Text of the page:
February 28, 2020, 09:05:06 PM
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Organic Chemistry Forum / Re: Pyrolysis of wood
« Last post by gatewood on Today at 12:32:58 PM »
I heard that you could extract useful hydrocarbons, such as benzene, xylene and toluene from the destructive distillation of wood and charcoal.

These three compounds are useful but very cheap. Extracted train-wise from petrol, with very little transformation. I can't imagine wood pyrolysis on reasonable scale competing against that. Same for methanol and more compounds.

More generally, petrol and coal too are pyrolysis products of wood and similar substances. You find similar compounds in all of them. They are the compounds that form indistinctly from very rough and uncontrolled reactions. You get aromatics because of the H/C ratio and the stability of aromatic rings. Lighter alcohols, aldehydes and ketones at the beginning, polycyclic aromatics at the end.

In this context, I doubt that a major product of wood pyrolysis has a market value not spoiled by coal and petrol products. What you might try:

Find a minor compound that is not usually extracted from coal nor petrol. Since petrol is already well pyrolysed and coal even more, you might have better chances with the early pyrolysis products. Just a gut feeling. If you obtain for instance a solvent with pleasant odour, different from turpentine, it has more value than white spirit.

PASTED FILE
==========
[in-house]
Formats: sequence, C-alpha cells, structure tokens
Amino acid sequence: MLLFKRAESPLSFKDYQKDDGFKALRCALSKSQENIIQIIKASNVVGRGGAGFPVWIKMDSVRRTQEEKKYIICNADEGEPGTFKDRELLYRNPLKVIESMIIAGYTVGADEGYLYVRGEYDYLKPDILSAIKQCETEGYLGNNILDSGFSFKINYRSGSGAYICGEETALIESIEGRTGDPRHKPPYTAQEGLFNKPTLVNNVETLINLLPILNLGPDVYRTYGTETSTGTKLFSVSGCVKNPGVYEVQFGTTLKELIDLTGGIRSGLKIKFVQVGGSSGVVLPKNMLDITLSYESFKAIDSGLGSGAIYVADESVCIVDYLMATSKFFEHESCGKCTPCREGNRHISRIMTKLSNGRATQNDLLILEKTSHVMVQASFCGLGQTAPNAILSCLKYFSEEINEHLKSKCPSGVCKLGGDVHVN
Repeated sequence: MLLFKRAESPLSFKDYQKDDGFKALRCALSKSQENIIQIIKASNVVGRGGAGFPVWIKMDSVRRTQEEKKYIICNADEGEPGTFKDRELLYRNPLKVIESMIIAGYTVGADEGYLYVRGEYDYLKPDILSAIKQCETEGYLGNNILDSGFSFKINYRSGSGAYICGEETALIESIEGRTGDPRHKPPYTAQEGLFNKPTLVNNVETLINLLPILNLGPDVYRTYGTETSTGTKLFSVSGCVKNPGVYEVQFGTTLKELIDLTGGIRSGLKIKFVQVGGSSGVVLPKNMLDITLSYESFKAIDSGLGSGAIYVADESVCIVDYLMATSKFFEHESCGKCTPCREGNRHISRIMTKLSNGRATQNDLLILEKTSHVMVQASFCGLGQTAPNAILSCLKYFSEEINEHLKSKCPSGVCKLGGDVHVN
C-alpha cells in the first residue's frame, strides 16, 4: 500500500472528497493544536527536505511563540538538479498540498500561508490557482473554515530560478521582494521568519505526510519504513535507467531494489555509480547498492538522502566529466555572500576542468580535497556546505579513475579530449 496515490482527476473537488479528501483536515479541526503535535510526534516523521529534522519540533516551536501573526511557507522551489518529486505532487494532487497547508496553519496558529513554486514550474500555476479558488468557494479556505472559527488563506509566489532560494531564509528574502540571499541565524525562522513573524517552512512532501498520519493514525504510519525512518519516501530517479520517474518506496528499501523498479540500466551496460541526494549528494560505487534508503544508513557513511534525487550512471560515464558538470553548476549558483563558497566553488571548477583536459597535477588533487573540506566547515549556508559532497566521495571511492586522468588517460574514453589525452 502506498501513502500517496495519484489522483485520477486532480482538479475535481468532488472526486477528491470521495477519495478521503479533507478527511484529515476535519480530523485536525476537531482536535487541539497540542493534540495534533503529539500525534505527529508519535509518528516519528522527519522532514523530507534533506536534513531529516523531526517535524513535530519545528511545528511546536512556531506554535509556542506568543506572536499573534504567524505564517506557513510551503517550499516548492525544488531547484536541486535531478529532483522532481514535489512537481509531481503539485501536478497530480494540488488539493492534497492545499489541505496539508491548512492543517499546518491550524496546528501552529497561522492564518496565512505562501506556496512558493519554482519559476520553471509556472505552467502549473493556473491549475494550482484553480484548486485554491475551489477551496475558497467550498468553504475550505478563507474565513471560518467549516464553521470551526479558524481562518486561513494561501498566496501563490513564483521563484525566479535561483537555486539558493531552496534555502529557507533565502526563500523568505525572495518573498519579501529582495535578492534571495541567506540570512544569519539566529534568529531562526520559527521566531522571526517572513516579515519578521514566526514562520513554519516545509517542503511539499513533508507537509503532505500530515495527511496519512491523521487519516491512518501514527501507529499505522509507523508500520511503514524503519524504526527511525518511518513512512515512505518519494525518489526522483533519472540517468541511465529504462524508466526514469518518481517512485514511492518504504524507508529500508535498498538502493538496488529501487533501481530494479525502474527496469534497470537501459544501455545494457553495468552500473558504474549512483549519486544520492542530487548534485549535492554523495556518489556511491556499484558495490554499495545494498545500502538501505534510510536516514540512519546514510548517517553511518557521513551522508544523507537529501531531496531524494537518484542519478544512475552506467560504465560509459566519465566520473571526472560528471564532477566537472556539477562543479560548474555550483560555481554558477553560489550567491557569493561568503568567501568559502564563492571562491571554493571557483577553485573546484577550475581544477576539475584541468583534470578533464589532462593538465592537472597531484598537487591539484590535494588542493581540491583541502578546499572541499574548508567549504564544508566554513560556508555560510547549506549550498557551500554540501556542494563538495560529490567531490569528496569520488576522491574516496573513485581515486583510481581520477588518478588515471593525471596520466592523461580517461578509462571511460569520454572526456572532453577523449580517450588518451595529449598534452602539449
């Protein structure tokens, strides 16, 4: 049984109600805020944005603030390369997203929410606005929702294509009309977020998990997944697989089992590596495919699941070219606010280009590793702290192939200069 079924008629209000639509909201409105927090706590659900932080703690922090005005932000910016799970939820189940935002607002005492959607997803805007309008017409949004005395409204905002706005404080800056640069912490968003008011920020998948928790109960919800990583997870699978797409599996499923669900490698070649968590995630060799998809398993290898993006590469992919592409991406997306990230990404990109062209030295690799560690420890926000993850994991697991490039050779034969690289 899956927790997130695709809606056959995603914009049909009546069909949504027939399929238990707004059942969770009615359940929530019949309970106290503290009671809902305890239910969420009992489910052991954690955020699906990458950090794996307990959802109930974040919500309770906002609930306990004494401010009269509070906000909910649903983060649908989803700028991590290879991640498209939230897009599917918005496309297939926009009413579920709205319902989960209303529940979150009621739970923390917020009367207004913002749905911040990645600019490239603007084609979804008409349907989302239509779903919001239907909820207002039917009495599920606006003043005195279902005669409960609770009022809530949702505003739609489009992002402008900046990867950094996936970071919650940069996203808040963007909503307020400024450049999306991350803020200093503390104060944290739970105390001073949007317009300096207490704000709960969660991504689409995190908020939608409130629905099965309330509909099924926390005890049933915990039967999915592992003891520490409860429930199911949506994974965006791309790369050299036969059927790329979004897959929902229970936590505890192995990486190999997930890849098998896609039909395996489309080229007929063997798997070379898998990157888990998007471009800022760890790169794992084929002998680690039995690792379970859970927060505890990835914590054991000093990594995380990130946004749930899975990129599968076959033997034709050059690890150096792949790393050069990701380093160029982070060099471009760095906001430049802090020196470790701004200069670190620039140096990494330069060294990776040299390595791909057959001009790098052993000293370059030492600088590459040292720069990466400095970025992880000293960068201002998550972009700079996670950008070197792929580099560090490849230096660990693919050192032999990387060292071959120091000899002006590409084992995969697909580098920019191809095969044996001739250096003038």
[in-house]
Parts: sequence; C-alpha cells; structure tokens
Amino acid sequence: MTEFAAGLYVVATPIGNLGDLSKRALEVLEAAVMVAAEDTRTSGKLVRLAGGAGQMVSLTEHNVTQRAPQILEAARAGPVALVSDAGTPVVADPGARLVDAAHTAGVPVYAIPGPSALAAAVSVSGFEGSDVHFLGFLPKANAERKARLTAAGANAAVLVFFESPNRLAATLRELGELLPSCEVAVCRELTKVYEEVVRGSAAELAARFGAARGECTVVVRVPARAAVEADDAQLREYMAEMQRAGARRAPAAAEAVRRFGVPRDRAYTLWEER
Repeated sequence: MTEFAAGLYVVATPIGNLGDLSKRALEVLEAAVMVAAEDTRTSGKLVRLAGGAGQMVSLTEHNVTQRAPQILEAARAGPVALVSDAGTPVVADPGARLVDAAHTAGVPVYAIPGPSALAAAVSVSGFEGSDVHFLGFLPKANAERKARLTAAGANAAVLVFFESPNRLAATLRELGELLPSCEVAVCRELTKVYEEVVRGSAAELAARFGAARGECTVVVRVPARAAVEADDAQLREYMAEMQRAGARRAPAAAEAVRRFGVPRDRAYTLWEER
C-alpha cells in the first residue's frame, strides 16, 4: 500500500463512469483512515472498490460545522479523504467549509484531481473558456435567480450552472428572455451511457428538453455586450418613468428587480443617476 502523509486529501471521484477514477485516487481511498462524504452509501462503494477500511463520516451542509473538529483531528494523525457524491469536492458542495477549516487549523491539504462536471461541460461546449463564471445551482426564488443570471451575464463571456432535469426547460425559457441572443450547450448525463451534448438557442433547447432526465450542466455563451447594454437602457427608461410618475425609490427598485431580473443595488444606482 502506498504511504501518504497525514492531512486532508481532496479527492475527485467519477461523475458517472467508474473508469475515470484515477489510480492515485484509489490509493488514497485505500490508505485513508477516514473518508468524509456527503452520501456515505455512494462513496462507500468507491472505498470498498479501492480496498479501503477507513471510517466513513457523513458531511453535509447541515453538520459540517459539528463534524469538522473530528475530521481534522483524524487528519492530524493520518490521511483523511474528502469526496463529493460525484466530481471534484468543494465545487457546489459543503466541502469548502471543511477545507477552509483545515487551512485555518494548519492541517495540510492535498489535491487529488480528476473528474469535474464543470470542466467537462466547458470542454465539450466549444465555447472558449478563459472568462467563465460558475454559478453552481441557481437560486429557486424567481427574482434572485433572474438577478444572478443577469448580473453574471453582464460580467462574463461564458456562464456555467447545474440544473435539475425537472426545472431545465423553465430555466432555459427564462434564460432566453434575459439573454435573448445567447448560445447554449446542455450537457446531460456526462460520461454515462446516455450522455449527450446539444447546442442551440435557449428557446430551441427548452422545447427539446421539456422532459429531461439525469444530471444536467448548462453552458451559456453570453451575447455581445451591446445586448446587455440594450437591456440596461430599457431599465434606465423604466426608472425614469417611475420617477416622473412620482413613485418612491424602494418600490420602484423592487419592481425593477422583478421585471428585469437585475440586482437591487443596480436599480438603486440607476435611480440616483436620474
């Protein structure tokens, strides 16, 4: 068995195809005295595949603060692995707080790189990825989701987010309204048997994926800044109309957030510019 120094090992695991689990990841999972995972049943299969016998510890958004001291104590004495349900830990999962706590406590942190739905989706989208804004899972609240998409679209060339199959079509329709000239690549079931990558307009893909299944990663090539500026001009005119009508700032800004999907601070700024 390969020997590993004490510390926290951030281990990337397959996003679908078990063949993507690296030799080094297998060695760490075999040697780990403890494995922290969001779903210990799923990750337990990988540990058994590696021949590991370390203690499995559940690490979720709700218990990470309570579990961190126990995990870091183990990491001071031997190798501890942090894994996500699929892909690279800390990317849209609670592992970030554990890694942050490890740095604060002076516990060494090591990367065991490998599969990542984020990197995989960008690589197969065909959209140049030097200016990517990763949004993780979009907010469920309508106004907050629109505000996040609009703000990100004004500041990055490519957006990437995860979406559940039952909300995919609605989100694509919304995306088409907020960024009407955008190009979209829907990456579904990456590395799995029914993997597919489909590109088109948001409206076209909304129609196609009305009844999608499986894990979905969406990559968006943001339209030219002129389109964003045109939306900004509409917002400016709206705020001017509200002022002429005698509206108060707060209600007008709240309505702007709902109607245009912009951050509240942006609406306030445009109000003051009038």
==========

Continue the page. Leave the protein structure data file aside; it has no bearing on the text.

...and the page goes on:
Or do more than a bare pyrolysis. Add some cheap compound (natural gas, alcohol, aldehyde, amine...) and check is something more useful comes out. Again, early products should be more differentiated than late ones.

Pyrolysis makes many moderate carcinogens, so you'll have to sort out the products.

" Lighter alcohols, aldehydes and ketones at the beginning"

You know why is that exactly?

Thanks for the input, thats some pretty useful insight right there :)
Inorganic Chemistry Forum / Re: Solubility of Calcium hydroxide in water
« Last post by Prof on Today at 12:24:13 PM »
thank you!
Organic Chemistry Forum / Re: Grignard Error?
« Last post by clarkstill on Today at 08:50:11 AM »
Wow - I must have written my answer before my morning coffee! mjc is of course correct
i'm writing a thesis involving 3D printing and i'm trying to print different materials. I am curious about how to formulate polymers suitable for 3D printing - both filament and particle-loaded paste extrusion.

Some of the most interesting applications of 3D printing involve trying to stuff as much solid particles (metals, ceramics, etc.) as possible in the print material, but this leads to the obvious problem that the viscosity increases exponentially with the solids loading. Also using shorter-chain polymers decrease melt viscosity but is deleterious to the mechanical properties of the printed object. I'm curious as to what guidelines to follow when formulating a polymer mix for printing, for example i want to make a filament that is (1) flexible so it can be rolled onto a spool, (2) mechanically sturdy enough to print and (3) contains as much solid particles as possible.

In a first attempt i tried a polyvinyl acetate with a suitable melting point ~80 C with a 50% solids loading, but the melt viscosity was too high. I then added 10% dioctylsebecate plasticiser, this resulted in a filament too soft for printing, it just crumbled when being pressed into the extruder.